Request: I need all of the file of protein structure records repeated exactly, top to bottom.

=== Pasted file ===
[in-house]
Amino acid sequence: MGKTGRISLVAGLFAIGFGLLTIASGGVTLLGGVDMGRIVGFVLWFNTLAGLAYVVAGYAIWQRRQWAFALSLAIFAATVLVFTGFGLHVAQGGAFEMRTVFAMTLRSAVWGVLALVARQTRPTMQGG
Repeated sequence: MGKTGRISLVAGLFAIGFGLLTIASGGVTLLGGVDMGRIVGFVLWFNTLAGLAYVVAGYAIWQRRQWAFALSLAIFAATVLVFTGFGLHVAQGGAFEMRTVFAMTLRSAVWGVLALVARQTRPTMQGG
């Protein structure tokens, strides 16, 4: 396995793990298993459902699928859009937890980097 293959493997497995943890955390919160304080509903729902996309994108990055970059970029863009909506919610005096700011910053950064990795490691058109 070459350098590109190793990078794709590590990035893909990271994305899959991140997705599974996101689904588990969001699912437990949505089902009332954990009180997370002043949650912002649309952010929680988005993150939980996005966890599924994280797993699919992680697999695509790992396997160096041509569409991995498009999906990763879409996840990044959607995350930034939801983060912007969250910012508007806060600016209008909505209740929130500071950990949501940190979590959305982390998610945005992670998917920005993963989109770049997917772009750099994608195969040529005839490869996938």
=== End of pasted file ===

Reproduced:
[in-house]
Amino acid sequence: MGKTGRISLVAGLFAIGFGLLTIASGGVTLLGGVDMGRIVGFVLWFNTLAGLAYVVAGYAIWQRRQWAFALSLAIFAATVLVFTGFGLHVAQGGAFEMRTVFAMTLRSAVWGVLALVARQTRPTMQGG
Repeated sequence: MGKTGRISLVAGLFAIGFGLLTIASGGVTLLGGVDMGRIVGFVLWFNTLAGLAYVVAGYAIWQRRQWAFALSLAIFAATVLVFTGFGLHVAQGGAFEMRTVFAMTLRSAVWGVLALVARQTRPTMQGG
């Protein structure tokens, strides 16, 4: 396995793990298993459902699928859009937890980097 293959493997497995943890955390919160304080509903729902996309994108990055970059970029863009909506919610005096700011910053950064990795490691058109 070459350098590109190793990078794709590590990035893909990271994305899959991140997705599974996101689904588990969001699912437990949505089902009332954990009180997370002043949650912002649309952010929680988005993150939980996005966890599924994280797993699919992680697999695509790992396997160096041509569409991995498009999906990763879409996840990044959607995350930034939801983060912007969250910012508007806060600016209008909505209740929130500071950990949501940190979590959305982390998610945005992670998917920005993963989109770049997917772009750099994608195969040529005839490869996938």